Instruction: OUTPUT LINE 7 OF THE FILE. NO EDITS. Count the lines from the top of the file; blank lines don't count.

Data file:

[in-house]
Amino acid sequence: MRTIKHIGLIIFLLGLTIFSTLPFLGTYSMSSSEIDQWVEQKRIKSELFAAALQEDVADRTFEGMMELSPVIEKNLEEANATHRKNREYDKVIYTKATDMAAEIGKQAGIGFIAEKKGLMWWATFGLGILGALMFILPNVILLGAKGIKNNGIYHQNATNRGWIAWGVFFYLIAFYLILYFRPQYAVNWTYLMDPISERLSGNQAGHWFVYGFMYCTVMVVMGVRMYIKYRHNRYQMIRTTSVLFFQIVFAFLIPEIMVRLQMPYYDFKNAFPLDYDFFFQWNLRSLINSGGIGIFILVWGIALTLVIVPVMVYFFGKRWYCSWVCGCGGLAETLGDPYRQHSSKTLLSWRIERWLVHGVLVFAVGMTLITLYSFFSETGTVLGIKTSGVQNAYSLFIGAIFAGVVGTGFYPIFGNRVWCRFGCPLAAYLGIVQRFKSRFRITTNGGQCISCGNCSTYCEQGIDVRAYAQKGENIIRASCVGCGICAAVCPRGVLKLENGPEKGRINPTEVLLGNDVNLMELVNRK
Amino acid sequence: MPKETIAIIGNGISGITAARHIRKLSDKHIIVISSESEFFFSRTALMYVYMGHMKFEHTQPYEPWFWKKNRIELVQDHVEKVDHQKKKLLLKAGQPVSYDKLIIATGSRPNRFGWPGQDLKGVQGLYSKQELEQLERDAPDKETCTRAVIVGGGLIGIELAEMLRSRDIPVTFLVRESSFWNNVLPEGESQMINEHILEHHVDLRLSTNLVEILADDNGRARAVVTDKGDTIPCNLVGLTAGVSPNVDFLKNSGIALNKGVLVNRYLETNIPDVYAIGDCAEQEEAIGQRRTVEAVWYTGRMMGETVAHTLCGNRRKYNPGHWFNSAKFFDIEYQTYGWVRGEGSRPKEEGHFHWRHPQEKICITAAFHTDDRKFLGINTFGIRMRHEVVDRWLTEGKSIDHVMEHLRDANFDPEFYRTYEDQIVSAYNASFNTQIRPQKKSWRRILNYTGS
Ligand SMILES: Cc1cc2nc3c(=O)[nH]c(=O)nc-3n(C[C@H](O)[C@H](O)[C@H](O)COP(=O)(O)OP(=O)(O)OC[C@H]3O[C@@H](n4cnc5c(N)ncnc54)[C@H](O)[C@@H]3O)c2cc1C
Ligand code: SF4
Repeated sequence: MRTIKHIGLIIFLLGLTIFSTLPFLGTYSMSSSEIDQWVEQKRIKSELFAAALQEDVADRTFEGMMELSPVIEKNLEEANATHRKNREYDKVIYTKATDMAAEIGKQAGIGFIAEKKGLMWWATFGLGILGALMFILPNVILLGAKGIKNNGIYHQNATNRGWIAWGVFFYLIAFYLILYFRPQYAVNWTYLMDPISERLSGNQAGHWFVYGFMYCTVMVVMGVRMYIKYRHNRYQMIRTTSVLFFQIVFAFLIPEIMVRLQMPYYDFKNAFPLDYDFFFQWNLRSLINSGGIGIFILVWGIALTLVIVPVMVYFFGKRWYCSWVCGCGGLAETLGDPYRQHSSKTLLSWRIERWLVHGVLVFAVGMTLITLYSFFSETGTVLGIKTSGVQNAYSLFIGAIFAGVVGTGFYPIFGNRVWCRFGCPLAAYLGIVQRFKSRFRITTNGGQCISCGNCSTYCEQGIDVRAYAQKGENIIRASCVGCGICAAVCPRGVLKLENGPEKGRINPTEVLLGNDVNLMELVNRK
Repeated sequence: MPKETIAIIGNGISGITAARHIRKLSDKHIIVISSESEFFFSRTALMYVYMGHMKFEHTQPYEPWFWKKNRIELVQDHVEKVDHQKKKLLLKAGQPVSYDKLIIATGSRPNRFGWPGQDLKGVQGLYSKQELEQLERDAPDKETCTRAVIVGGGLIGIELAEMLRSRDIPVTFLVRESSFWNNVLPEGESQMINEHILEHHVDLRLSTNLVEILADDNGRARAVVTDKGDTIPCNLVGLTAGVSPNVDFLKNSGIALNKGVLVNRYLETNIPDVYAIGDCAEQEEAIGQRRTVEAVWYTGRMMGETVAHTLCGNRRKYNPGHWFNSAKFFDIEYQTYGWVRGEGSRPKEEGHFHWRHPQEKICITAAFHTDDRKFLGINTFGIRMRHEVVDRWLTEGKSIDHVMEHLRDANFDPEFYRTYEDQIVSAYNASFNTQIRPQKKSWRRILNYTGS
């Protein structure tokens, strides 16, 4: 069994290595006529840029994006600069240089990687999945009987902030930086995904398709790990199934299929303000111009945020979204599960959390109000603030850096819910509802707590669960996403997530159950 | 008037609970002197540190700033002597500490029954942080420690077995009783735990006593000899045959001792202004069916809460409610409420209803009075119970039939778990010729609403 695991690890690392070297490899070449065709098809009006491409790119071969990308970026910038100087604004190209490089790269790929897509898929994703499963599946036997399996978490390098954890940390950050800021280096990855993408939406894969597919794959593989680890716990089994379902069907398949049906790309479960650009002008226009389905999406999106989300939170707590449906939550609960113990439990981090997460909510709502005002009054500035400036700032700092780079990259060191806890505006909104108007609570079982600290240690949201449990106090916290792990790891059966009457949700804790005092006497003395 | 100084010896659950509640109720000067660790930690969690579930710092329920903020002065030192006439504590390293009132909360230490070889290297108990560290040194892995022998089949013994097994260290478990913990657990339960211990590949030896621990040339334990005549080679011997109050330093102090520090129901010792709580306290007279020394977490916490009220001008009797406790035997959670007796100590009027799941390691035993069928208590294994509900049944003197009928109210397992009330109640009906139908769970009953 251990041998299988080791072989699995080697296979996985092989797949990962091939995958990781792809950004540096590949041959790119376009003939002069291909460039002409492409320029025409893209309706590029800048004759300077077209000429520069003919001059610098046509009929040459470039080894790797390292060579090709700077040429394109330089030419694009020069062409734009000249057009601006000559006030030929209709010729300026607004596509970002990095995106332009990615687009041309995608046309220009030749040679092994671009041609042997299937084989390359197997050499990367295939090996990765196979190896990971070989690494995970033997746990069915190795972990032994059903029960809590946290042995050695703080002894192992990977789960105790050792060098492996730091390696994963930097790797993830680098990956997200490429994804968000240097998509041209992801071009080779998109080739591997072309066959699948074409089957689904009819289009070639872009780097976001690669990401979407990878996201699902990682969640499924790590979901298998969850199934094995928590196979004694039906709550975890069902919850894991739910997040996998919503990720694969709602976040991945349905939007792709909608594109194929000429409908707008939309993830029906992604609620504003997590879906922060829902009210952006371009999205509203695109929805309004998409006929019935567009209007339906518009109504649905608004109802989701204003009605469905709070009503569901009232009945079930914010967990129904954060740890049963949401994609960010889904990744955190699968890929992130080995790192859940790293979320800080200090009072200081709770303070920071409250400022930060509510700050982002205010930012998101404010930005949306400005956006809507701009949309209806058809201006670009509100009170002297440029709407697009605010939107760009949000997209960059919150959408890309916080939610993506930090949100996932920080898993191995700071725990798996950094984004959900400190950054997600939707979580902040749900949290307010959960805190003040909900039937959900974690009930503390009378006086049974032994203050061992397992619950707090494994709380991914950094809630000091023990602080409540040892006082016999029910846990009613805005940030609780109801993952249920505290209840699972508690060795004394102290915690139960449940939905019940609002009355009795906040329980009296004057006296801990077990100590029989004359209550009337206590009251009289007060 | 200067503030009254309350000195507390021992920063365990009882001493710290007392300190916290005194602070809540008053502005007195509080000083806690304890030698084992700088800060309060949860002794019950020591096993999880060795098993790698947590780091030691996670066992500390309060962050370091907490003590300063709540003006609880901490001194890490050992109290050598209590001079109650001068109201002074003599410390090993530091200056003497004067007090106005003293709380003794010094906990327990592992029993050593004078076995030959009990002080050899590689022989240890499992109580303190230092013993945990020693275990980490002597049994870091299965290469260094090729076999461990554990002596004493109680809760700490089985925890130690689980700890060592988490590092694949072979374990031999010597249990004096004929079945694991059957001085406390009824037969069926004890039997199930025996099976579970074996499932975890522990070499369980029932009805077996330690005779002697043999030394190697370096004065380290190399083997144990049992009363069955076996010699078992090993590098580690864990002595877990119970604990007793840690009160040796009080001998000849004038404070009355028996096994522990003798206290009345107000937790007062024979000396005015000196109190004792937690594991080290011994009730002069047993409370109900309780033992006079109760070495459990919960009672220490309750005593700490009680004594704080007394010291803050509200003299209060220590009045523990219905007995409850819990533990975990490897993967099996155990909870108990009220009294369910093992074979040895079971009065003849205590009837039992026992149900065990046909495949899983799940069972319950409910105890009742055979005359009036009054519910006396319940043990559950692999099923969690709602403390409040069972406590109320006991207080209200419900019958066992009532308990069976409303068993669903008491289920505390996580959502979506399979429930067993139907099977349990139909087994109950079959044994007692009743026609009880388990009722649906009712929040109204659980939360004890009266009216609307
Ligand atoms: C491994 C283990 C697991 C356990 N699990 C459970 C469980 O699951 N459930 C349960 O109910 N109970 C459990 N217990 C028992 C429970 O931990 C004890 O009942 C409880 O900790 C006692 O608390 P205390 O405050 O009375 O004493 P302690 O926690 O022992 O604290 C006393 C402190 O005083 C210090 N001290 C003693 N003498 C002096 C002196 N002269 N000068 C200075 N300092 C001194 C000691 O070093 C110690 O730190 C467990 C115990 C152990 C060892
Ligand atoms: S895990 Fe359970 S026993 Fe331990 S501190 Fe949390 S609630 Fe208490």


Repeated sequence: MPKETIAIIGNGISGITAARHIRKLSDKHIIVISSESEFFFSRTALMYVYMGHMKFEHTQPYEPWFWKKNRIELVQDHVEKVDHQKKKLLLKAGQPVSYDKLIIATGSRPNRFGWPGQDLKGVQGLYSKQELEQLERDAPDKETCTRAVIVGGGLIGIELAEMLRSRDIPVTFLVRESSFWNNVLPEGESQMINEHILEHHVDLRLSTNLVEILADDNGRARAVVTDKGDTIPCNLVGLTAGVSPNVDFLKNSGIALNKGVLVNRYLETNIPDVYAIGDCAEQEEAIGQRRTVEAVWYTGRMMGETVAHTLCGNRRKYNPGHWFNSAKFFDIEYQTYGWVRGEGSRPKEEGHFHWRHPQEKICITAAFHTDDRKFLGINTFGIRMRHEVVDRWLTEGKSIDHVMEHLRDANFDPEFYRTYEDQIVSAYNASFNTQIRPQKKSWRRILNYTGS